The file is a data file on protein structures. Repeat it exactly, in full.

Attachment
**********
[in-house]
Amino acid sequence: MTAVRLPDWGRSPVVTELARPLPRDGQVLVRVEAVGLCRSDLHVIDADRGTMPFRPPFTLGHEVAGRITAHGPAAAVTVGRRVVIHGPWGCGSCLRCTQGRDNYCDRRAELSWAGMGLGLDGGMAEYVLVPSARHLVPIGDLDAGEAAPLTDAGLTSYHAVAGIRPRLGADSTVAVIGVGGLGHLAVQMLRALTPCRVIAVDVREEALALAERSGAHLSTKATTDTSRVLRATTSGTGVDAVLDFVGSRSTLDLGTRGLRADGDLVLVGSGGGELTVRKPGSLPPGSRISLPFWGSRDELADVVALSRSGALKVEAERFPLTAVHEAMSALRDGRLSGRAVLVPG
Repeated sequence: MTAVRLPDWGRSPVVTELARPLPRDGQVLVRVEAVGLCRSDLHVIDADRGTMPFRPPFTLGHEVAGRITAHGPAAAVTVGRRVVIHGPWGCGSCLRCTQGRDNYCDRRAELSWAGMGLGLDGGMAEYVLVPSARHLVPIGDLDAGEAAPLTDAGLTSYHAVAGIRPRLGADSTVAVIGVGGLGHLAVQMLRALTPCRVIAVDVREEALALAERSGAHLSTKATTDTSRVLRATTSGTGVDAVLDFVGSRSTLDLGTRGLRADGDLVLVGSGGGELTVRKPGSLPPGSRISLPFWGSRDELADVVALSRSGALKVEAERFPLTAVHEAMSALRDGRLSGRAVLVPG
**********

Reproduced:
[in-house]
Amino acid sequence: MTAVRLPDWGRSPVVTELARPLPRDGQVLVRVEAVGLCRSDLHVIDADRGTMPFRPPFTLGHEVAGRITAHGPAAAVTVGRRVVIHGPWGCGSCLRCTQGRDNYCDRRAELSWAGMGLGLDGGMAEYVLVPSARHLVPIGDLDAGEAAPLTDAGLTSYHAVAGIRPRLGADSTVAVIGVGGLGHLAVQMLRALTPCRVIAVDVREEALALAERSGAHLSTKATTDTSRVLRATTSGTGVDAVLDFVGSRSTLDLGTRGLRADGDLVLVGSGGGELTVRKPGSLPPGSRISLPFWGSRDELADVVALSRSGALKVEAERFPLTAVHEAMSALRDGRLSGRAVLVPG
Repeated sequence: MTAVRLPDWGRSPVVTELARPLPRDGQVLVRVEAVGLCRSDLHVIDADRGTMPFRPPFTLGHEVAGRITAHGPAAAVTVGRRVVIHGPWGCGSCLRCTQGRDNYCDRRAELSWAGMGLGLDGGMAEYVLVPSARHLVPIGDLDAGEAAPLTDAGLTSYHAVAGIRPRLGADSTVAVIGVGGLGHLAVQMLRALTPCRVIAVDVREEALALAERSGAHLSTKATTDTSRVLRATTSGTGVDAVLDFVGSRSTLDLGTRGLRADGDLVLVGSGGGELTVRKPGSLPPGSRISLPFWGSRDELADVVALSRSGALKVEAERFPLTAVHEAMSALRDGRLSGRAVLVPG